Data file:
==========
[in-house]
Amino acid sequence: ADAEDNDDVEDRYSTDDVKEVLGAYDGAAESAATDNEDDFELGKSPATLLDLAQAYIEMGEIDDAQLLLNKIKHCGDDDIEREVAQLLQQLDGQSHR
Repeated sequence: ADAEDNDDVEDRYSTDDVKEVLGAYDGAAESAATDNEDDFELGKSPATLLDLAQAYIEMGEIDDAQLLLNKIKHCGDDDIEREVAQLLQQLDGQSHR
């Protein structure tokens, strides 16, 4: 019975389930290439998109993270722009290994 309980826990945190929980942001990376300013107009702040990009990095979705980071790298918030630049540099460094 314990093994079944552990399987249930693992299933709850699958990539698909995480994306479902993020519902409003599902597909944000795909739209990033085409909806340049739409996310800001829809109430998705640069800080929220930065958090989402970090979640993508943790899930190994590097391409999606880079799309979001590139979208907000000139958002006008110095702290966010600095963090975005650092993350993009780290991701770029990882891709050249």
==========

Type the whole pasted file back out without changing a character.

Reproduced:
[in-house]
Amino acid sequence: ADAEDNDDVEDRYSTDDVKEVLGAYDGAAESAATDNEDDFELGKSPATLLDLAQAYIEMGEIDDAQLLLNKIKHCGDDDIEREVAQLLQQLDGQSHR
Repeated sequence: ADAEDNDDVEDRYSTDDVKEVLGAYDGAAESAATDNEDDFELGKSPATLLDLAQAYIEMGEIDDAQLLLNKIKHCGDDDIEREVAQLLQQLDGQSHR
């Protein structure tokens, strides 16, 4: 019975389930290439998109993270722009290994 309980826990945190929980942001990376300013107009702040990009990095979705980071790298918030630049540099460094 314990093994079944552990399987249930693992299933709850699958990539698909995480994306479902993020519902409003599902597909944000795909739209990033085409909806340049739409996310800001829809109430998705640069800080929220930065958090989402970090979640993508943790899930190994590097391409999606880079799309979001590139979208907000000139958002006008110095702290966010600095963090975005650092993350993009780290991701770029990882891709050249």